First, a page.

DATE: September 27, 2019
SNIP: River deltas—like those at the mouth of the Mississippi, Nile, or Ganges—barely rise above sea level. Among the regions most imperiled by climate change, they barely rise to the level of public attention.
That’s unfortunate, because deltas—which form where large rivers deposit sediment as they flow into the ocean—are home to half a billion people. They also support some of the planet’s most productive agricultural regions and fish harvests.
Our warming planet poses an existential threat to deltas, a reality made clear in the Special Report on the Ocean and Cryosphere in a Changing Climate, released this week from the Intergovernmental Panel on Climate Change (IPCC).
The IPCC report states with “high confidence” that deltas will face “high to very high risks” in the future from rising sea levels, even under scenarios where the world rapidly reduces emissions of greenhouse gases and minimizes the rise in global temperatures and the subsequent melting of ice sheets and glaciers.
But the report also identifies other threats to deltas, including the loss of the sediment needed to replenish them and keep them above the rising seas. And while climate change requires a global solution, sediment loss has solutions that are far more local and arguably more tractable in the short term.
A river is brown because it is more than just a flow of water moving downstream, it is also a flow of sediment. These sediments, including silt and sand, are the products of erosion across a river’s basin (all the land that eventually drains into the river).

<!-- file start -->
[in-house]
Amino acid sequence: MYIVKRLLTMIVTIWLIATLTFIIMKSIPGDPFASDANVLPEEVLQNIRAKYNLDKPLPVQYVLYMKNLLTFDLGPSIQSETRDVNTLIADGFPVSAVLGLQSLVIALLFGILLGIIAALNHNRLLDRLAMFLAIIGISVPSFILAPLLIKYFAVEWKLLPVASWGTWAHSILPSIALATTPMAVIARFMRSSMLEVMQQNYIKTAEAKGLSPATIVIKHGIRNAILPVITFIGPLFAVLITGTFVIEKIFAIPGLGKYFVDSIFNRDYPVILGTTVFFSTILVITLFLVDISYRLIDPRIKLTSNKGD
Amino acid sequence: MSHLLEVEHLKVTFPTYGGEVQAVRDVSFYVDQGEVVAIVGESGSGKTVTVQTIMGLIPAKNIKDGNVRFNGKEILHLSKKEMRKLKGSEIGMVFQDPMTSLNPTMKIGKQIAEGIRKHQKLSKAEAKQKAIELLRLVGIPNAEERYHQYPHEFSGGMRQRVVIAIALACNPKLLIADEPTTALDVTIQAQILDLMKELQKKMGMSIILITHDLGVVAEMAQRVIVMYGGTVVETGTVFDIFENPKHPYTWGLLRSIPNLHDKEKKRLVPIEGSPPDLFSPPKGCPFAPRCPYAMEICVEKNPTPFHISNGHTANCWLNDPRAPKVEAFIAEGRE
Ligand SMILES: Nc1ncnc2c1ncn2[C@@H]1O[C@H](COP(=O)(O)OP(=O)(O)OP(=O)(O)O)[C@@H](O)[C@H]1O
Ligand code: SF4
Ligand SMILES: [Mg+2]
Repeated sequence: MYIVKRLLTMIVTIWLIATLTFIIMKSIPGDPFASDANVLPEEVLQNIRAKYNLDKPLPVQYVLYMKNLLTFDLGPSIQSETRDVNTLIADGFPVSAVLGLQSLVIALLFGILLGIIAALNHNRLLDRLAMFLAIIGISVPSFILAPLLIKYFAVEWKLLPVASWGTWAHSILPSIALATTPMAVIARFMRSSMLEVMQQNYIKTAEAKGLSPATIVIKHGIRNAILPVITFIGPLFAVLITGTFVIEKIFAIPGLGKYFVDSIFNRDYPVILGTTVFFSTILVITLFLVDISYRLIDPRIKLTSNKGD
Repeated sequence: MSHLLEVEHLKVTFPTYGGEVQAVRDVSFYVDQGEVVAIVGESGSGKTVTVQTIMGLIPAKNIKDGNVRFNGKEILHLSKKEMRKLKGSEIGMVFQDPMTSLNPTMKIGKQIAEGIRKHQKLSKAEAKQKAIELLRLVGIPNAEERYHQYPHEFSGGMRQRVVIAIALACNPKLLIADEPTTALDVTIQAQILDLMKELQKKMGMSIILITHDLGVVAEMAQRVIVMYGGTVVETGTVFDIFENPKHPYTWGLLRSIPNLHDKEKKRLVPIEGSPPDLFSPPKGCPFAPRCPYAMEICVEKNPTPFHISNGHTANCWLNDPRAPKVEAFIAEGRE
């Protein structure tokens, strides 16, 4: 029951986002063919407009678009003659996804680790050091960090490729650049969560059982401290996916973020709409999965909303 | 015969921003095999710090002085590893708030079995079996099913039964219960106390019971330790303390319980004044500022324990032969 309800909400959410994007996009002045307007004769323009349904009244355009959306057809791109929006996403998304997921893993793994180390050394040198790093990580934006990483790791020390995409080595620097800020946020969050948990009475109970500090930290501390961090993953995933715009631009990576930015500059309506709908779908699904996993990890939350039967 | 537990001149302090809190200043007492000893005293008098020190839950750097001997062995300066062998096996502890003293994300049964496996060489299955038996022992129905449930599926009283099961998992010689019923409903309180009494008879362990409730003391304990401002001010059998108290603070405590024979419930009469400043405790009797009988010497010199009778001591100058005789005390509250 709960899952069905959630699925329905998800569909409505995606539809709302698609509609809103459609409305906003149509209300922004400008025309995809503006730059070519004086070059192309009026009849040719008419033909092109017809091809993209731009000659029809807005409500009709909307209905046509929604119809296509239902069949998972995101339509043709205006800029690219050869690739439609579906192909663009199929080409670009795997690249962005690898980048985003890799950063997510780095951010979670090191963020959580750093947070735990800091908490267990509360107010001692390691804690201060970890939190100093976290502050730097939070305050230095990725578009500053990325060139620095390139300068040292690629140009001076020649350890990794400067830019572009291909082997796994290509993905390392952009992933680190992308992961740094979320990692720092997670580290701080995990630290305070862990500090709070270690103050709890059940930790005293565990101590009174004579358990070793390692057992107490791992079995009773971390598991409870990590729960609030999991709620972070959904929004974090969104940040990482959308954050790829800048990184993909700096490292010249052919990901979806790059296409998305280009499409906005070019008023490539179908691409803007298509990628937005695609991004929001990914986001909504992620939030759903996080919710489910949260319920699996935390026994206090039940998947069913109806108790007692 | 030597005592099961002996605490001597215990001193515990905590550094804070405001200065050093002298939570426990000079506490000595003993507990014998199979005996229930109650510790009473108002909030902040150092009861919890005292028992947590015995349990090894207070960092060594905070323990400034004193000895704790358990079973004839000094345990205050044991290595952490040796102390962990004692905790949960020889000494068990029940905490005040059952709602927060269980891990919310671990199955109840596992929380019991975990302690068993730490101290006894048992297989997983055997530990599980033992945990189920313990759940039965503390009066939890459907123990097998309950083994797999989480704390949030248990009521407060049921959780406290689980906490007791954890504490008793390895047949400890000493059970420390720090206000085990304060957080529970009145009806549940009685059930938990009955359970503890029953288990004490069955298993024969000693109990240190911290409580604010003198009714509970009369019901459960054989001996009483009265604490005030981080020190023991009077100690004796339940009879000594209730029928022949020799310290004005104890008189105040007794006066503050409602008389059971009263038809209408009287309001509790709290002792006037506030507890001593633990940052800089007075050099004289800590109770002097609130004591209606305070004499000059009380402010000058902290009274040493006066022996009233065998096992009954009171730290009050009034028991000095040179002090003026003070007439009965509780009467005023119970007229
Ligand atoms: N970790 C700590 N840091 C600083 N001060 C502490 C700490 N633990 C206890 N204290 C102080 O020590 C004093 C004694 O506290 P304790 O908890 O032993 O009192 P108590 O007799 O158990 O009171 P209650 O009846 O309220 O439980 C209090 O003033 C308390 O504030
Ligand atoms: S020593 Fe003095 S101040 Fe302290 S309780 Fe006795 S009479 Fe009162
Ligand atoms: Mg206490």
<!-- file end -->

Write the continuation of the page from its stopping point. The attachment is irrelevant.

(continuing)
When a river reaches the ocean, it loses its ability to continue carrying its “sediment load” and most of that silt and sand is deposited. Over long periods of time, this process results in the creation of new land, often in the general shape of a triangle.
A sizable fraction—nearly half—of that sediment [now] gets “captured” along the way in the reservoirs on the Missouri River and other major tributaries of the Mississippi. A large dam backs up a reservoir which greatly slows or halts a river’s flow, causing its sediment to drop out. These “reservoir deltas” expand at the expense of the river delta downstream. The loss of sediment supply robs a delta of the raw material it needs to keep pace with a range of forces intent on tearing it down, including rising sea levels and waves and storms that erode land.
While the Mississippi River Delta has lost about half of its sediment supply due to upstream reservoirs, many river deltas have lost nearly all their sediment. For example, the deltas of both the Colorado River and the Nile River have lost more than 98% of their sediment supply.
With 50,000 major dams worldwide, people now have a considerable impact on the global supply of sediment for deltas. Reservoirs trap approximately one quarter of the global annual flux of sediment—silt and sand that would otherwise reach deltas and the ocean. And the problem is only going to worsen: thousands more dams, mostly for hydropower, are under development or proposed for many of the world’s rivers that still supply much or most of their original sediment loads to their deltas.